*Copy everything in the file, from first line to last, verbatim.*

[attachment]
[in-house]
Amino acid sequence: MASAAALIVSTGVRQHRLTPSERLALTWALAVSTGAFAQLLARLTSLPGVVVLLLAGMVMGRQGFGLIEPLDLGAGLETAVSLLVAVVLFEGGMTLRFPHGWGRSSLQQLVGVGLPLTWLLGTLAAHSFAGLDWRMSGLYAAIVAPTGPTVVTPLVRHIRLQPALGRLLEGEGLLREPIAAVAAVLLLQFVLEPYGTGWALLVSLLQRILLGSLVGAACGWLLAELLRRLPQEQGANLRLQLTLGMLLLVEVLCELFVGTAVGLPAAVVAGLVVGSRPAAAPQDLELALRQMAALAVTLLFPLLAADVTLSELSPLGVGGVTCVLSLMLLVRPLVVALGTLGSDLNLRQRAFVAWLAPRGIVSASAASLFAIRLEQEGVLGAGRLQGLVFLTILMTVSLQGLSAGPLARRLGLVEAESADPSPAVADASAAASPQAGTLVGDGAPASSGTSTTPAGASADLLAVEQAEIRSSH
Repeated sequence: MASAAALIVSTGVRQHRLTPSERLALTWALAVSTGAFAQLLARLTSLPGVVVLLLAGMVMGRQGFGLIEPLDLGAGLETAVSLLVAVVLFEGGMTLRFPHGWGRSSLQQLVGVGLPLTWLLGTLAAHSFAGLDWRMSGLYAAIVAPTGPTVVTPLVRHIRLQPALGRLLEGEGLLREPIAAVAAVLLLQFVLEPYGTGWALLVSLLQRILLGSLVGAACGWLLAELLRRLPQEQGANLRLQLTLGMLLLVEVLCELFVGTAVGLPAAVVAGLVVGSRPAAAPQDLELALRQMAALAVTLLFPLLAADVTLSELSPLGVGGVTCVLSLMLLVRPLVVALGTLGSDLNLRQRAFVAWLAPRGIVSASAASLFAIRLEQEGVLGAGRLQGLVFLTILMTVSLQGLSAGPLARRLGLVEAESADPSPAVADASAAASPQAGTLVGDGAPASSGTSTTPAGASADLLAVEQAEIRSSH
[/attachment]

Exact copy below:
[in-house]
Amino acid sequence: MASAAALIVSTGVRQHRLTPSERLALTWALAVSTGAFAQLLARLTSLPGVVVLLLAGMVMGRQGFGLIEPLDLGAGLETAVSLLVAVVLFEGGMTLRFPHGWGRSSLQQLVGVGLPLTWLLGTLAAHSFAGLDWRMSGLYAAIVAPTGPTVVTPLVRHIRLQPALGRLLEGEGLLREPIAAVAAVLLLQFVLEPYGTGWALLVSLLQRILLGSLVGAACGWLLAELLRRLPQEQGANLRLQLTLGMLLLVEVLCELFVGTAVGLPAAVVAGLVVGSRPAAAPQDLELALRQMAALAVTLLFPLLAADVTLSELSPLGVGGVTCVLSLMLLVRPLVVALGTLGSDLNLRQRAFVAWLAPRGIVSASAASLFAIRLEQEGVLGAGRLQGLVFLTILMTVSLQGLSAGPLARRLGLVEAESADPSPAVADASAAASPQAGTLVGDGAPASSGTSTTPAGASADLLAVEQAEIRSSH
Repeated sequence: MASAAALIVSTGVRQHRLTPSERLALTWALAVSTGAFAQLLARLTSLPGVVVLLLAGMVMGRQGFGLIEPLDLGAGLETAVSLLVAVVLFEGGMTLRFPHGWGRSSLQQLVGVGLPLTWLLGTLAAHSFAGLDWRMSGLYAAIVAPTGPTVVTPLVRHIRLQPALGRLLEGEGLLREPIAAVAAVLLLQFVLEPYGTGWALLVSLLQRILLGSLVGAACGWLLAELLRRLPQEQGANLRLQLTLGMLLLVEVLCELFVGTAVGLPAAVVAGLVVGSRPAAAPQDLELALRQMAALAVTLLFPLLAADVTLSELSPLGVGGVTCVLSLMLLVRPLVVALGTLGSDLNLRQRAFVAWLAPRGIVSASAASLFAIRLEQEGVLGAGRLQGLVFLTILMTVSLQGLSAGPLARRLGLVEAESADPSPAVADASAAASPQAGTLVGDGAPASSGTSTTPAGASADLLAVEQAEIRSSH